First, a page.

The buzz returns with the sound of an electric shock over dramatic music by sound designer Lucas Ariel Vallejos. Another text appears explaining how Google America refused to talk to Lewis about its Books project due to ongoing legal action, but that they could speak to Luis Collado, the head of Google Books for Spain and Portugal, who warmly professed to embrace the universalization of literary knowledge, especially outside the Anglo-Saxon world, for internet users.
Lewis continues to the storied library of Montserrat Abbey, founded in the 11th century, which cooperated with Google to digitize 23,400 of its gilded hardcovers on spiritual practices and monastic life. When the interviewer asks Father Damia Roure, the library’s director, if it was fair that Google did not pay for any of the material, he is tongue-tied. It is a priceless moment in Lewis’s film, juxtaposing the outer layers of history and modernism along the fine lines of business and technology.
Worm between the pages
“Who wouldn’t want to have all of the world’s knowledge available to everyone on the planet?” asks Evgeny Morozov, an internet analyst from Belarus who established his sharp critiques of the virtual establishment with his 2011 book, “The Net Delusion: The Dark Side of Internet Freedom,” and also as a contributor to the New Republic and visiting professor at Stanford and Georgetown. “The problem is that Google, as an intermediary in this process, has certain interests and has a certain agenda that’s not always transparent.”
Robert Darnton, who served as director of the Harvard University Library during filming, speaks on camera frequently. He wears the distinctive savvy that his colleagues demonstrated by merely enabling Google Books to digitize public domain titles. A third of the way through Lewis’ film, issues of copyright unfold. A similar progression occurred recently when the National Emergency Library released its 1.4 million books and was met by authors who lambasted it for breaking copyright regulations, allowable only during a national crisis.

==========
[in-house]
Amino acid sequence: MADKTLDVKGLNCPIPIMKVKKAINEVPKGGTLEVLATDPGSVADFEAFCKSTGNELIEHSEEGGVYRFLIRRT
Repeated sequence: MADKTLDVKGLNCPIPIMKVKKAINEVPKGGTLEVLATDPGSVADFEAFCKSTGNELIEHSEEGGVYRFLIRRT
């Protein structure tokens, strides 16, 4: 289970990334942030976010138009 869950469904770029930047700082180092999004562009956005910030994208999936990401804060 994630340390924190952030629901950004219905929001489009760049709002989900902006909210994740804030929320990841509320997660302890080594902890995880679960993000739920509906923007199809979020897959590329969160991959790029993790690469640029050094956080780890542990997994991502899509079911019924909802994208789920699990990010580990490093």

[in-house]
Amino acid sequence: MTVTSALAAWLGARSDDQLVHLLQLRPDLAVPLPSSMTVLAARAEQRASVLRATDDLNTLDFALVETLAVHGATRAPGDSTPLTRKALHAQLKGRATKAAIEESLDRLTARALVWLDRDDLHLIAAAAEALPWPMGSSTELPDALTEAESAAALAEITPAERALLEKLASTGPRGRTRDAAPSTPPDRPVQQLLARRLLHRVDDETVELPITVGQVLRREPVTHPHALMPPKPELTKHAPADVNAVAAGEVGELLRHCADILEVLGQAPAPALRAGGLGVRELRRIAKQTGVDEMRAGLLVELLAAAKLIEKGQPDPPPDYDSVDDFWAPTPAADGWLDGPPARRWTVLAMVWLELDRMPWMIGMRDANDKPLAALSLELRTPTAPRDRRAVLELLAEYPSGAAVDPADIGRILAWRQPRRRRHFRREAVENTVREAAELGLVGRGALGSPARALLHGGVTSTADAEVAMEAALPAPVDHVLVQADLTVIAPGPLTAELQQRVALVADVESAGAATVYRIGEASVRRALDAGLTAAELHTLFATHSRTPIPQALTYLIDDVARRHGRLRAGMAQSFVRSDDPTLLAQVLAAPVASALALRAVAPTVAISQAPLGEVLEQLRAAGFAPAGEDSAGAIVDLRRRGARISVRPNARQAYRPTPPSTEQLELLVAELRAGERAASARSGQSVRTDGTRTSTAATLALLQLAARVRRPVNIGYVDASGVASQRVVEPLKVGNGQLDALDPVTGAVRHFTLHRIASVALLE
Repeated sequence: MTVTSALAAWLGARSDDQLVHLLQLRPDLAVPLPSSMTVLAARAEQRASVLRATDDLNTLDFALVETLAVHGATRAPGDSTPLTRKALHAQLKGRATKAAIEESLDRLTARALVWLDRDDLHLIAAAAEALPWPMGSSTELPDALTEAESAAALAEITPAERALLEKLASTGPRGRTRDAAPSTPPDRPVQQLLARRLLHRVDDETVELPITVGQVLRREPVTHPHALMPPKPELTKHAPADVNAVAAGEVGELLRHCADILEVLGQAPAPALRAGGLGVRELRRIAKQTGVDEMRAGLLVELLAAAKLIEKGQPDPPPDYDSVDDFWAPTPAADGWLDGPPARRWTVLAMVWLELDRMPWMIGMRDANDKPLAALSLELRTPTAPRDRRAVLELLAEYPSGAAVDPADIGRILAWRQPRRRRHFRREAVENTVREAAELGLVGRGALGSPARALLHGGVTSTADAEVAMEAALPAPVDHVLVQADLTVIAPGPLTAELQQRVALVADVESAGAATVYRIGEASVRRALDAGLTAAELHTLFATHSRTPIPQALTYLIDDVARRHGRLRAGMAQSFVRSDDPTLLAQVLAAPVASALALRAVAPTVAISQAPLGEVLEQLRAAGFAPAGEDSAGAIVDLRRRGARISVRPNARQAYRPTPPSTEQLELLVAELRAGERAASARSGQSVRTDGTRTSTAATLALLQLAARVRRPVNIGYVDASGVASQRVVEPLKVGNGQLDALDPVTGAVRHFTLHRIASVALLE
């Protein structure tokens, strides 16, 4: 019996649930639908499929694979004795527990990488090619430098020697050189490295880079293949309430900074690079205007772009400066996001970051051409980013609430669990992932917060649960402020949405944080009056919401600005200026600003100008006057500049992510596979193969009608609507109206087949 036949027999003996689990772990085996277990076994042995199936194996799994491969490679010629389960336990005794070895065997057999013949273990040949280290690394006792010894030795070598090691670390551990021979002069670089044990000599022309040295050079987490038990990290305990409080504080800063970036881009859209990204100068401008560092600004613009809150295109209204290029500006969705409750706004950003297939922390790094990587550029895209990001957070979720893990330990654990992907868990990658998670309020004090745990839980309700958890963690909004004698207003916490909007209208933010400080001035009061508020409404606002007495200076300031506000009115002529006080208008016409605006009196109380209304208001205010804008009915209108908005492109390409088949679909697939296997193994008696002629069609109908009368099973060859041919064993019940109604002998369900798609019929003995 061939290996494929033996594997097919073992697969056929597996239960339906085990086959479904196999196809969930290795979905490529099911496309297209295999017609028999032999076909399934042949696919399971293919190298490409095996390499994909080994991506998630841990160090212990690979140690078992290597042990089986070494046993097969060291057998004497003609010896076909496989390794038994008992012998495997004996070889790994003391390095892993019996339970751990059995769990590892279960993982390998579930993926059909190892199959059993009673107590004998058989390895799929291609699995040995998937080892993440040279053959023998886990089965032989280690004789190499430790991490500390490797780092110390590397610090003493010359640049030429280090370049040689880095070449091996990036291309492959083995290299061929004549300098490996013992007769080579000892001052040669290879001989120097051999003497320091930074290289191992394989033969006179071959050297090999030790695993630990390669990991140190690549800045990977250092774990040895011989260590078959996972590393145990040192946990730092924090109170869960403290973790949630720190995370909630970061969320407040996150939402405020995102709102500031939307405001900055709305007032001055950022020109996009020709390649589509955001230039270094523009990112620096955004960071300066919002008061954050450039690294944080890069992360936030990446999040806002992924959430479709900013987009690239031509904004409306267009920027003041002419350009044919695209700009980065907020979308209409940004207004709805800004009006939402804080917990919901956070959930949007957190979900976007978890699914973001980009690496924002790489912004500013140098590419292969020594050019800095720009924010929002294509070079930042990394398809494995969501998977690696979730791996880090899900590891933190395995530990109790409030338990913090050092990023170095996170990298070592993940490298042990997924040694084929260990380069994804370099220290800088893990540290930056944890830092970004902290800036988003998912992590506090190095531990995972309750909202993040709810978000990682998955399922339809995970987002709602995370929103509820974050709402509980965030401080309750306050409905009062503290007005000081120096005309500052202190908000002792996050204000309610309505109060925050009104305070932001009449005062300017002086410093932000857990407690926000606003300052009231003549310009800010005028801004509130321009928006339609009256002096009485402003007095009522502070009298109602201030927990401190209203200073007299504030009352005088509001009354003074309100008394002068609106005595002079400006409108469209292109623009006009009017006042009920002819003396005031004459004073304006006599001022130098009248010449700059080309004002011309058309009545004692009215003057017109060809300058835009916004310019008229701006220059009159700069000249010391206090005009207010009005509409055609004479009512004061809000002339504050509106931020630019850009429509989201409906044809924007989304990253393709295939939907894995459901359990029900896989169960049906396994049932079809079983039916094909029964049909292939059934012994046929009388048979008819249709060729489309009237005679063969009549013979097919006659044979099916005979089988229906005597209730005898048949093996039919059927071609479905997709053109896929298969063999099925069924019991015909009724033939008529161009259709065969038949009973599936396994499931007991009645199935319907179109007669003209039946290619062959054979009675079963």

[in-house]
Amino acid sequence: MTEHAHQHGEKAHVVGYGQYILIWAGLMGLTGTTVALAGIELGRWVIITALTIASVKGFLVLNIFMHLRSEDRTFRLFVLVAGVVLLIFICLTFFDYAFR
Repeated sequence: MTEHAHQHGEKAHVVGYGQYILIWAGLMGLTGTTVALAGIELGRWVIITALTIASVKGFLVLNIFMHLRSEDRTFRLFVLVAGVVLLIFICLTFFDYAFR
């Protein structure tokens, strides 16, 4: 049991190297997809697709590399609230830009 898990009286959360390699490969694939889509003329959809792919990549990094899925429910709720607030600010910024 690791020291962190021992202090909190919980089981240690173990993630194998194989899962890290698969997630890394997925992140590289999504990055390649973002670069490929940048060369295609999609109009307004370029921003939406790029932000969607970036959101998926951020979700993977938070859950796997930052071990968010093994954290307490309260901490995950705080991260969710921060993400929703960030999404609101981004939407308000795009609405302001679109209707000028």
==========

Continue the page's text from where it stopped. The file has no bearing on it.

But when libraries are open to the public and business as normal reigns, the reality is not what Google had dreamed. Of the 10 million books that Google scanned, 6 million of those were copyrighted, requiring the authors’ permissions to copy. These copyright permissions were not given. Lewis employs the advantages of documentary filmmaking by focusing on specific information and accents it with interview-laden multimedia fireworks. By claiming to have acted under “fair use,” a term in American copyright law, Google defended itself.
What ensued after a 125 million dollar class action lawsuit filed by the Author’s Guild, which ultimately ruled in Google’s favor, led to what users of Google Books experience today. It is an unfinished complex of snippets and previews that do not provide full access to copies of books digitized, but do open the field for researchers to index and reference much of the material they scanned and published for the global, virtual public. As waves of isolation due to COVID-19 continue to force art lovers and media professionals indoors, such domains as Google Arts and Culture are transforming thousands of museums into remote viewing platforms.
“You can look at the internet as something divine,” said Kevin Kelly, co-founder of Wired Magazine, whose radical views on the benefits of digitization are challenged throughout the film. "We eventually will come, I think, to revere some of our technological creations, like the internet to be almost like cathedrals of redwoods, to be as complicated and as beautiful as natural creations, and that, in a real sense, that there is more of God in a cellphone than there is in a tree frog because a cellphone is an additional layer of evolution over the natural frog.”